GEOGRAPHICAL INDICATIONS (GIS), PROTECTED DESIGNATION OF ORIGIN AND TRADITIONAL SPECIALITIES/TERMS FOR WINE

Under Draft Withdrawal Agreement

  • If registered at the end of the transition period, the UK would grant at least equivalent protection to EU GIs (Article 54(2)).

If No Agreement

Applicable SIs

Impact

  • The UK will set up a new GI scheme with its own logo run by the Department for Environment, Food and Rural Affairs (Defra).  Defra are expected to publish anticipated guidance on administration of the new scheme in October 2019.
  • Existing UK products registered under EU GIs will have three years to comply with the new logo requirement (Explanatory Memorandum to 2019/788, Para. 7.7.3).
  • Defra anticipate that the EU will protect existing EU GIs for UK producers, however, the EUIPO has not confirmed this. UK producers relying on EU GIs may then need to apply for new EU GIs as ‘third country’ applicants (protecting food and drink names if there’s no Brexit deal).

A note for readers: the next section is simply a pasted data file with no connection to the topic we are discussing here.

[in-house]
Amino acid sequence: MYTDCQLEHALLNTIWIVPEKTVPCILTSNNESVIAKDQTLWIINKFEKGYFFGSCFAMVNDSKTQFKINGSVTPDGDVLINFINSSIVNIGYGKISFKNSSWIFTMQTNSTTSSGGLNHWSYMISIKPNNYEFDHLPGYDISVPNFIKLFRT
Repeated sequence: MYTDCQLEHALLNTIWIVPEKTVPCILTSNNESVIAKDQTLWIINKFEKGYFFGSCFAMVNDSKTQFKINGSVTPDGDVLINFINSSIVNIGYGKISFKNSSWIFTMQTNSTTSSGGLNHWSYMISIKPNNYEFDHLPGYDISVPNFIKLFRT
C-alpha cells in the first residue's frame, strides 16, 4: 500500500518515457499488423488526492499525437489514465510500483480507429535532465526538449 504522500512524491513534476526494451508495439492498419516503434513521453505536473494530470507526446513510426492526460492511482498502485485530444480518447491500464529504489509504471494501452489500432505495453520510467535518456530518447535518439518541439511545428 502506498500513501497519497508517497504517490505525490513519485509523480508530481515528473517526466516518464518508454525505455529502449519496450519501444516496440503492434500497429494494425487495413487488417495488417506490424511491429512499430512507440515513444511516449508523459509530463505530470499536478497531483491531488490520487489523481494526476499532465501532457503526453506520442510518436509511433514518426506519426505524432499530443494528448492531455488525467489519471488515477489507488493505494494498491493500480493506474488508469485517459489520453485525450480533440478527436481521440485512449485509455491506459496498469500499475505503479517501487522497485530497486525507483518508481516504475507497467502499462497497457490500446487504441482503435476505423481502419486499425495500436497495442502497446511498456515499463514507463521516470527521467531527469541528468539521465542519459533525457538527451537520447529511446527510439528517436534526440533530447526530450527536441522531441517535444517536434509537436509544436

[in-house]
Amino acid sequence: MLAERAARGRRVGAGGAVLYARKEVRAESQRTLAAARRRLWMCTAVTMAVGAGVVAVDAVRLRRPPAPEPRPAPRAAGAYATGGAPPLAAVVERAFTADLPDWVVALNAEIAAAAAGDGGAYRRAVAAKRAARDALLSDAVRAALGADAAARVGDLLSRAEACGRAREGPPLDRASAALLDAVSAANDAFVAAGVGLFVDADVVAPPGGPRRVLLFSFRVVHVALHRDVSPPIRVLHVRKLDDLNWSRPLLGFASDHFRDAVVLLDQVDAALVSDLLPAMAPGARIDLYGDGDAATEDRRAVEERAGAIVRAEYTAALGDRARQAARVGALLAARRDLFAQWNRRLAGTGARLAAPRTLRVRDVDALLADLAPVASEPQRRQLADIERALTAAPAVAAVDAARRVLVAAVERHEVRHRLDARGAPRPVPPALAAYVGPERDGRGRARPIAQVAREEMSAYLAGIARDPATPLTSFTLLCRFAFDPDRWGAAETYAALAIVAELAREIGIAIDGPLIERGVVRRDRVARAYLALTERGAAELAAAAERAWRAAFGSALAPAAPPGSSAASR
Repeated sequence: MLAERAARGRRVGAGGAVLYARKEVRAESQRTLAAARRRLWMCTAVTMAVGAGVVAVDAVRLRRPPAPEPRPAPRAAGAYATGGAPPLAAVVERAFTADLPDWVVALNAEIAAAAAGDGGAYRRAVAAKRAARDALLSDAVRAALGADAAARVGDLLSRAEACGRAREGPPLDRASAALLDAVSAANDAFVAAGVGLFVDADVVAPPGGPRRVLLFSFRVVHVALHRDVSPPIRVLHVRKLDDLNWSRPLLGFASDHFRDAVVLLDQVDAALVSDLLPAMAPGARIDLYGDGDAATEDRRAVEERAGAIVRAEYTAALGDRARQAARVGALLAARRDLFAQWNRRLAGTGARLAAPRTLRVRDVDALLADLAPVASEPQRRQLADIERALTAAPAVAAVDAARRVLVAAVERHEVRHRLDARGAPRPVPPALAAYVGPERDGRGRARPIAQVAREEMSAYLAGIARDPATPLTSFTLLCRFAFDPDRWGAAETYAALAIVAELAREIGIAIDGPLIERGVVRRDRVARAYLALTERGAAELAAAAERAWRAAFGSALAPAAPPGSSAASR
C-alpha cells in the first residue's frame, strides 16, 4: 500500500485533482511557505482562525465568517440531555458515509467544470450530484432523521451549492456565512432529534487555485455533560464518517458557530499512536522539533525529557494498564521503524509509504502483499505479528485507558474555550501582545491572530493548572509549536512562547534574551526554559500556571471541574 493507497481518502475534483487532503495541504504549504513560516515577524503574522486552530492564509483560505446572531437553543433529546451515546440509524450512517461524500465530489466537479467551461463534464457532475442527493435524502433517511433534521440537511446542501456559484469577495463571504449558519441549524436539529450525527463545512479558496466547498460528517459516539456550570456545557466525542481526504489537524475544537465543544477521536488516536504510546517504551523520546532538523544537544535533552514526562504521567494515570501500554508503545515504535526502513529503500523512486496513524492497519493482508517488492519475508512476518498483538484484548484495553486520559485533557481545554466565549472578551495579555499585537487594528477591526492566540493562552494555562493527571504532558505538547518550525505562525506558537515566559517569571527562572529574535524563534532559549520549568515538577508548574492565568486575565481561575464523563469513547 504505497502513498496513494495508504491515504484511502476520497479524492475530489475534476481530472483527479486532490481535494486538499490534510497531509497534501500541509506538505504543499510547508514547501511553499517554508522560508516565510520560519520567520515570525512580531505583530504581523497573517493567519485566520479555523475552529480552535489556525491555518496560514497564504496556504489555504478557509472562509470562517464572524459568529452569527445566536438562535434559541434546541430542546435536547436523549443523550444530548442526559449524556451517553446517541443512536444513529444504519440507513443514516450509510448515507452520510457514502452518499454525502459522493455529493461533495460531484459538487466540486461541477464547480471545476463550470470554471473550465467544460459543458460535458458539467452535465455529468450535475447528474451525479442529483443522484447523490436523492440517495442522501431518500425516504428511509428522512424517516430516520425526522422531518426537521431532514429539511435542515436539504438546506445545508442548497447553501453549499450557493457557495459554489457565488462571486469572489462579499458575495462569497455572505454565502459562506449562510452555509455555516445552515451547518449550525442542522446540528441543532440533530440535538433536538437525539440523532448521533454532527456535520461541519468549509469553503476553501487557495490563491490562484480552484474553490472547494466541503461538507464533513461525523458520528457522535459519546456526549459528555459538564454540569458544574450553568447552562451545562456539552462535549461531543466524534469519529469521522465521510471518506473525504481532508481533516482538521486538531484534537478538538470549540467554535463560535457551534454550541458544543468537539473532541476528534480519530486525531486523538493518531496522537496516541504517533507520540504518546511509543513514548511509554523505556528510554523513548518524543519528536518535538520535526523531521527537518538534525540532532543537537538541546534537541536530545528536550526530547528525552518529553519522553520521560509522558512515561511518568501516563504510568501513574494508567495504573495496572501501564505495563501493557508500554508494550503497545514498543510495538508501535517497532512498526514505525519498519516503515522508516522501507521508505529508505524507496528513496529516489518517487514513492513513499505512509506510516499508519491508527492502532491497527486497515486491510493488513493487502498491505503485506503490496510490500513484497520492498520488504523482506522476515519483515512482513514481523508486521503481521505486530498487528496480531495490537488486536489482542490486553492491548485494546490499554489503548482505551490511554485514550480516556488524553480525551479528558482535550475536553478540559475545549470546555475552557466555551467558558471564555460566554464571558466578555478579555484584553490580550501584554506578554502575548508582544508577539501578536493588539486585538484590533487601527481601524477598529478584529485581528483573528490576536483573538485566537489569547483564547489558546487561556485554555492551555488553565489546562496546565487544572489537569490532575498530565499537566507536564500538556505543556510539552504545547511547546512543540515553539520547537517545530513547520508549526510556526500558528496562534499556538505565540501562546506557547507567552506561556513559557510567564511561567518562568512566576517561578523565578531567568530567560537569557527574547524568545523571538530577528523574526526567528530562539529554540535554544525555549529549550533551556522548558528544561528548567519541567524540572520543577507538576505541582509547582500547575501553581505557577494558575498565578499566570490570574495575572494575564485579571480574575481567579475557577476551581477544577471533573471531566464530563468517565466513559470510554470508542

EU UNREGISTERED RIGHTS AND DATABASE RIGHTS

Under Draft Withdrawal Agreement

  • UK would provide the same level and duration of protection to unregistered Community design rights arising before transition (Article 57).
  • For database rights, UK would continue protection of database rights that existed at transition (Article 58(1)).
  • UK nationals / residents / undertakings would potentially be brought within the test for benefitting from the EU right (under the Draft Political Declaration, Article 45).

If No Agreement

Applicable SIs

Impact